Efficiency, Differential Temperature and Noise


Efficiency is defined by the power output divided by the power input and is usually expressed as a percentage.  If a PSU were a 100% efficient (which none are) 1000 watts of AC power going in would result in 1000 watts of DC power coming out (with no waste heat to dissipate).  In the real world there are always inefficiencies and power is lost in the form of heat during the conversion process. Newer revisions to the ATX12V Power Supply Design Guide V 2.2 have continued to increase the efficiency recommendations for PC switching mode power supplies and now lists both required and recommended minimum efficiencies.

We measured the AC power input to the Astro GD 1200W PSU with an Extech power analyzer while the total DC load was found by adding all the individual +3.3V, +5V, +12V, -12V and +5VSB loads together.  

The overall efficiency of the Astro GD-1200W power supply is very good and meets the criteria for 80 Plus Gold certification (assuming we round 86.8% up to 87%). This is not a major issue for concern as the 80 Plus organization tests power supplies at room temperature (25°C). We test power supplies under simulated operating conditions at elevated temperatures, which typically lowers efficiency as temperatures go up.  

80 Plus Program

    Note: Tests conducted at room temperature (25°C)

Differential Temperature and Noise Levels

To simulate real world operation, some of the warm exhaust air from the PSU under test is recirculated back to the intake through a passive air duct, which allows the PSU air inlet temperature to increase with load, just like it would in a real PC.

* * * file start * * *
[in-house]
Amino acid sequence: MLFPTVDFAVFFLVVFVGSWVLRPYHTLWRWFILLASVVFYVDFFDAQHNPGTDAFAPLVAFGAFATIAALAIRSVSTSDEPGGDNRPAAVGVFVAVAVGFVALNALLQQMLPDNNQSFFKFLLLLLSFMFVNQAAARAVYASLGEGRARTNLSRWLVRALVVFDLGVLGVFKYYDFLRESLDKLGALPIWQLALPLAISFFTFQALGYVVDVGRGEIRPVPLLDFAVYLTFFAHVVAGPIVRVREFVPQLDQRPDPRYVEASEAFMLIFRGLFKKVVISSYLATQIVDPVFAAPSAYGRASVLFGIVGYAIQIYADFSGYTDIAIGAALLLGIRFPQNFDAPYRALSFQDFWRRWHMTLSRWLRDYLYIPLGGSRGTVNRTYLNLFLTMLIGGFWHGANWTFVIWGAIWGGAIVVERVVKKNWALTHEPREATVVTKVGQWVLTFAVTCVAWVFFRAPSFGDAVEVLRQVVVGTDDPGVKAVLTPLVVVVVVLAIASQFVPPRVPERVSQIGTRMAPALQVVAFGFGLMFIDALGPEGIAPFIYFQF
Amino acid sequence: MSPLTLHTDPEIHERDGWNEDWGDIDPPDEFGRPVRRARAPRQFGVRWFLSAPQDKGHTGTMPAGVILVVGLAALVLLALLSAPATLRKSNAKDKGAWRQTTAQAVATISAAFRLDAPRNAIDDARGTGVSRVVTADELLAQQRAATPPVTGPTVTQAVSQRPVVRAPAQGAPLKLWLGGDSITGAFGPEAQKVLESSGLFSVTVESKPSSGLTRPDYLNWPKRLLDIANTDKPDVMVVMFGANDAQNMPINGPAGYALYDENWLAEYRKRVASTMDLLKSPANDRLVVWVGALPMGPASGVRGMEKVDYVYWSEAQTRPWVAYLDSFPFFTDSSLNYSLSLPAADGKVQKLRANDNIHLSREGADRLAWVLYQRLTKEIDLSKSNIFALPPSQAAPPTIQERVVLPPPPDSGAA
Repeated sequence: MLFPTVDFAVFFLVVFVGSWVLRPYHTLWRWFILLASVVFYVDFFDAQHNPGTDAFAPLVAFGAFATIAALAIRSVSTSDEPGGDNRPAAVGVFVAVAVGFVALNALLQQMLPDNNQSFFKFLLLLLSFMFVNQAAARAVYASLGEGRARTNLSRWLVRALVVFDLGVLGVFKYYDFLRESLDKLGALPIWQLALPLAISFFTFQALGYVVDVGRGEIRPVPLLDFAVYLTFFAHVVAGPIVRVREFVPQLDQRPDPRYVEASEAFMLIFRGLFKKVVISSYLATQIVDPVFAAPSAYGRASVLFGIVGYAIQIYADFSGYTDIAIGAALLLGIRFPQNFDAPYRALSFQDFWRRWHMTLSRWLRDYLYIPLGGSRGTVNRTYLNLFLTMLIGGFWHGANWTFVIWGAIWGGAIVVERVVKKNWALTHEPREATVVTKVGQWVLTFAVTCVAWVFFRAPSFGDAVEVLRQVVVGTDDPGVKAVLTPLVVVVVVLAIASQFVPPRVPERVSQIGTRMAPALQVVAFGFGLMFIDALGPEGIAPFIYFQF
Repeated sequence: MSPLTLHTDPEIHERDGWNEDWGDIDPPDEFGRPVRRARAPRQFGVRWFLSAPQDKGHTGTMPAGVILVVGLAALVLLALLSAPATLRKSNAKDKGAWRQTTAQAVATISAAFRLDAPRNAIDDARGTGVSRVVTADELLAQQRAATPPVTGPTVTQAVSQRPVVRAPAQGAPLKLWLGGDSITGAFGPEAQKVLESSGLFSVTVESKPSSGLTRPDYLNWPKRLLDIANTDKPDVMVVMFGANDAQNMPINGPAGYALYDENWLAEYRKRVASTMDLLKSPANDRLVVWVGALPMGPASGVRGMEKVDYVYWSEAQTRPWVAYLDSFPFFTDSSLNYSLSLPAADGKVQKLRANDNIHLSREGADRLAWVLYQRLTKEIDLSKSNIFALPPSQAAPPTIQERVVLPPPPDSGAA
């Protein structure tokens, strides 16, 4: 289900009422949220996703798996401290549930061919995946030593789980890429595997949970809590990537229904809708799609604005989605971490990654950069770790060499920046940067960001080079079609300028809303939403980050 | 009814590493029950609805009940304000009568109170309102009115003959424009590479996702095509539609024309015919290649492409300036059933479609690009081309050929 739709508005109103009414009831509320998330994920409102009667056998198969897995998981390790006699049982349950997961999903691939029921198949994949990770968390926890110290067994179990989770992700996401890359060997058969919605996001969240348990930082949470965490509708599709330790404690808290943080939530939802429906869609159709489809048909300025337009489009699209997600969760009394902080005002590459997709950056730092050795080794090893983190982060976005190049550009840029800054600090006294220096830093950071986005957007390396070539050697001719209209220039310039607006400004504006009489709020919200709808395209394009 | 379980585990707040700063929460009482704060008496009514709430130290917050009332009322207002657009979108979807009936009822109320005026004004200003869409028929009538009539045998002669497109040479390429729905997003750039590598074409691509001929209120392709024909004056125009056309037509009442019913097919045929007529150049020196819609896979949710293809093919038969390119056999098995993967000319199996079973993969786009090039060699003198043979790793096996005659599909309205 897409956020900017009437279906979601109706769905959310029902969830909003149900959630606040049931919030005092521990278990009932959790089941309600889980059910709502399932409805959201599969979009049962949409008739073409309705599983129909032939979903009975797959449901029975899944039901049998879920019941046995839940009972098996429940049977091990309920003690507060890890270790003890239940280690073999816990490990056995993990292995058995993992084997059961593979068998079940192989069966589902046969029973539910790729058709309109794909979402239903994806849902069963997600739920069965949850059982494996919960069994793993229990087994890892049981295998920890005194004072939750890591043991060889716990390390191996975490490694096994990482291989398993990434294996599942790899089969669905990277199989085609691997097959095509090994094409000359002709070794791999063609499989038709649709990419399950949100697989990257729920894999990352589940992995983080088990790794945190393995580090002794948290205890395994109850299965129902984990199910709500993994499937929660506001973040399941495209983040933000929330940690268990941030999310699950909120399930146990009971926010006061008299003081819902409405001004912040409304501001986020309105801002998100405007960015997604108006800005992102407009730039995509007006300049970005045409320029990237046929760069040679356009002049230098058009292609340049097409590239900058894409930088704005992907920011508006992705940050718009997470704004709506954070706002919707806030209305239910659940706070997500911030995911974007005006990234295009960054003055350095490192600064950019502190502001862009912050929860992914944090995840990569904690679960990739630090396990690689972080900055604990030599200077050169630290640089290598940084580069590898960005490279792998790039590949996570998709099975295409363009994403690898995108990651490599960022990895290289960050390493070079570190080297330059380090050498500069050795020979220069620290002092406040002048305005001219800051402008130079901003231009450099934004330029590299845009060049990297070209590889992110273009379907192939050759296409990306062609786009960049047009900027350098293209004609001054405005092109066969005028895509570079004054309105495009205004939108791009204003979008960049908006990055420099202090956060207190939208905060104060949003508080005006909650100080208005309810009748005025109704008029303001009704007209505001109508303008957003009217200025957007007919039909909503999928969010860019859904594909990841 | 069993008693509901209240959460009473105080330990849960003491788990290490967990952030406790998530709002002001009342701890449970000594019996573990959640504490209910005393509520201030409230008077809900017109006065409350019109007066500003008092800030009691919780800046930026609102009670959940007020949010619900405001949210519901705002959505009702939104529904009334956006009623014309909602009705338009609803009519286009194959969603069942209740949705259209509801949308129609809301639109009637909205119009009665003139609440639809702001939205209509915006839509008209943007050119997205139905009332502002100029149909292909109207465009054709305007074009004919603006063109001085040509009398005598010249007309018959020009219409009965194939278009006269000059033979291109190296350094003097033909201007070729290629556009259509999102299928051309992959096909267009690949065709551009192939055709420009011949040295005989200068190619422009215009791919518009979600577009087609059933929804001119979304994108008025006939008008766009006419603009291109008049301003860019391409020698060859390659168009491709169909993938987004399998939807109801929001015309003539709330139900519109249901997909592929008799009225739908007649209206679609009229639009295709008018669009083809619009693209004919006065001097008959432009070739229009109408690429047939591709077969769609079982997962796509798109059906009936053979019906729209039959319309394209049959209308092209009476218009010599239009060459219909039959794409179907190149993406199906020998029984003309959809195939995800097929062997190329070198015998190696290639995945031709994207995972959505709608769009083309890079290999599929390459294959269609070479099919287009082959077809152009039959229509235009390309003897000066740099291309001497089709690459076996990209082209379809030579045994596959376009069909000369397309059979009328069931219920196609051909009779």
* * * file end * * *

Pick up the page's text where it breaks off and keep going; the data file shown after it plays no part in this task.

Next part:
The differential temperature across the power supply was calculated by subtracting the internal case air temperature (T in) from the temperature of the warm exhaust air flowing out the back of the power supply (T out).  

Thermocouples were placed at the air inlet and exhaust outlet. The ambient room air temperature was 23ºC (74ºF) +/- 0.5ºC during testing.

T out = temperature of air exhausting from power supply
T in = temperature of air entering power supply
Delta T = T out – T in

Sound pressure level readings were taken 3’ away from the rear of the case in an otherwise quiet room.  The ambient noise level was ~28 dBA.  

The High Power Astro GD-1200W PSU started out operating in quiet mode at low to mid power levels as advertised. While not silent, it was relatively quiet. Once the fan speed started to ramp up the noise was noticeable but not loud. At full load the cooling fan kicked into high speed cooling mode and was noticeable. One of the down sides to quiet operation with low fan speed is internal temperatures can get quite warm as you can see from the differential temperatures in the chart above. At full power the exhaust air temperature was starting to get hot.

(Courtesy of High Power)

I was not able to take SPL measurements at the highest load due to the background noise created by all the programmable DC load cooling fans running. At the low to mid power test loads I am able to catch a moment when all the load fans have cycled off to take a SPL reading of just the PSU fan.

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